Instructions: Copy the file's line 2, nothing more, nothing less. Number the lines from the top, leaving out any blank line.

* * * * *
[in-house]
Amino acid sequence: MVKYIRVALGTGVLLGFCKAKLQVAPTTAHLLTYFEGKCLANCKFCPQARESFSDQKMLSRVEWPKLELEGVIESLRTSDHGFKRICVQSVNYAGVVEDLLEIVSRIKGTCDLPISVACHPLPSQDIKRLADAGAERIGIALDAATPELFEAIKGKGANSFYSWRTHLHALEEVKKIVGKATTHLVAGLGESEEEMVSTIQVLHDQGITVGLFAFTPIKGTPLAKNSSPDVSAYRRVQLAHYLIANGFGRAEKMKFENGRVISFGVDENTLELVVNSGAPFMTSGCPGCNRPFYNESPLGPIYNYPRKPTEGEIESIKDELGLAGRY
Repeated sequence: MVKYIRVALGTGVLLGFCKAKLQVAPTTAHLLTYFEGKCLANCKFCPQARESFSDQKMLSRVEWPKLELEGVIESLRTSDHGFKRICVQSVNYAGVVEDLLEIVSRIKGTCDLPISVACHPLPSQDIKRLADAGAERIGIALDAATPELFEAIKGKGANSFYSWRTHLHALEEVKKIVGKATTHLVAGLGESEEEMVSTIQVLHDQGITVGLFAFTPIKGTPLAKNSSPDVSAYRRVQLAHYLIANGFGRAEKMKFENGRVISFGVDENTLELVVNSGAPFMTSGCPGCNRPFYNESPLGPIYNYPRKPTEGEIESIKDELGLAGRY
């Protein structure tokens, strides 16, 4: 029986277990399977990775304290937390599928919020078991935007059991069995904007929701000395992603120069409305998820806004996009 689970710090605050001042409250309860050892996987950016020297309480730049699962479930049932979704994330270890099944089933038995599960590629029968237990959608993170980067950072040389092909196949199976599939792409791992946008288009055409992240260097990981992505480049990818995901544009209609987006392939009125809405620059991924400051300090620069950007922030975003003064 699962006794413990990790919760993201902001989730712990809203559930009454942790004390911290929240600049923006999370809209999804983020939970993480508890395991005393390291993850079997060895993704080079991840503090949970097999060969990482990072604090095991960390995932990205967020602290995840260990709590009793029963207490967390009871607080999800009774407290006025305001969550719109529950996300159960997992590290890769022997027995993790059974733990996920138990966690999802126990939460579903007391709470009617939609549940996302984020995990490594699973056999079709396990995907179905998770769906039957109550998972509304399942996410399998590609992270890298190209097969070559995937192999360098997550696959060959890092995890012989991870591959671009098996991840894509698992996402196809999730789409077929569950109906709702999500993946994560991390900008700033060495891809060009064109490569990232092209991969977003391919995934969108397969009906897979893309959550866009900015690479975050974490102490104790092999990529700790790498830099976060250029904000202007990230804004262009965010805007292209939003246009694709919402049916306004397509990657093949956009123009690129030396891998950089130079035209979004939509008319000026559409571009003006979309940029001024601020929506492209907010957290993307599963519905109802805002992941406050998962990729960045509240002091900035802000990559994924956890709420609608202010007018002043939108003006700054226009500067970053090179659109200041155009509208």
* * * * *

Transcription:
Amino acid sequence: MVKYIRVALGTGVLLGFCKAKLQVAPTTAHLLTYFEGKCLANCKFCPQARESFSDQKMLSRVEWPKLELEGVIESLRTSDHGFKRICVQSVNYAGVVEDLLEIVSRIKGTCDLPISVACHPLPSQDIKRLADAGAERIGIALDAATPELFEAIKGKGANSFYSWRTHLHALEEVKKIVGKATTHLVAGLGESEEEMVSTIQVLHDQGITVGLFAFTPIKGTPLAKNSSPDVSAYRRVQLAHYLIANGFGRAEKMKFENGRVISFGVDENTLELVVNSGAPFMTSGCPGCNRPFYNESPLGPIYNYPRKPTEGEIESIKDELGLAGRY